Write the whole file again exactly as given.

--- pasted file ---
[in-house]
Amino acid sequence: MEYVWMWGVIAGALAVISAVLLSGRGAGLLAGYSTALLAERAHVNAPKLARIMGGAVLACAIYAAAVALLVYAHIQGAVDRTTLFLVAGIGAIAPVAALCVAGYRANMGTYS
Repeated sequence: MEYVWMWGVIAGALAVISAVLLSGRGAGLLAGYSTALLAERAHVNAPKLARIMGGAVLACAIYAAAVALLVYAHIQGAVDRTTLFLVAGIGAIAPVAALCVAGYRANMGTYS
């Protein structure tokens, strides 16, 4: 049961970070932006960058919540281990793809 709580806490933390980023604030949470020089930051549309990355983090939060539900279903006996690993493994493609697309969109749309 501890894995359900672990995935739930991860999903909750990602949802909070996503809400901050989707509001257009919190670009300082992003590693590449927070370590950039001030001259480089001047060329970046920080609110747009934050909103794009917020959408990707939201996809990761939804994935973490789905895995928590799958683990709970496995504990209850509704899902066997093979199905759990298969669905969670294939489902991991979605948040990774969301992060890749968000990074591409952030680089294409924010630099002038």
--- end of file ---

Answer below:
[in-house]
Amino acid sequence: MEYVWMWGVIAGALAVISAVLLSGRGAGLLAGYSTALLAERAHVNAPKLARIMGGAVLACAIYAAAVALLVYAHIQGAVDRTTLFLVAGIGAIAPVAALCVAGYRANMGTYS
Repeated sequence: MEYVWMWGVIAGALAVISAVLLSGRGAGLLAGYSTALLAERAHVNAPKLARIMGGAVLACAIYAAAVALLVYAHIQGAVDRTTLFLVAGIGAIAPVAALCVAGYRANMGTYS
């Protein structure tokens, strides 16, 4: 049961970070932006960058919540281990793809 709580806490933390980023604030949470020089930051549309990355983090939060539900279903006996690993493994493609697309969109749309 501890894995359900672990995935739930991860999903909750990602949802909070996503809400901050989707509001257009919190670009300082992003590693590449927070370590950039001030001259480089001047060329970046920080609110747009934050909103794009917020959408990707939201996809990761939804994935973490789905895995928590799958683990709970496995504990209850509704899902066997093979199905759990298969669905969670294939489902991991979605948040990774969301992060890749968000990074591409952030680089294409924010630099002038």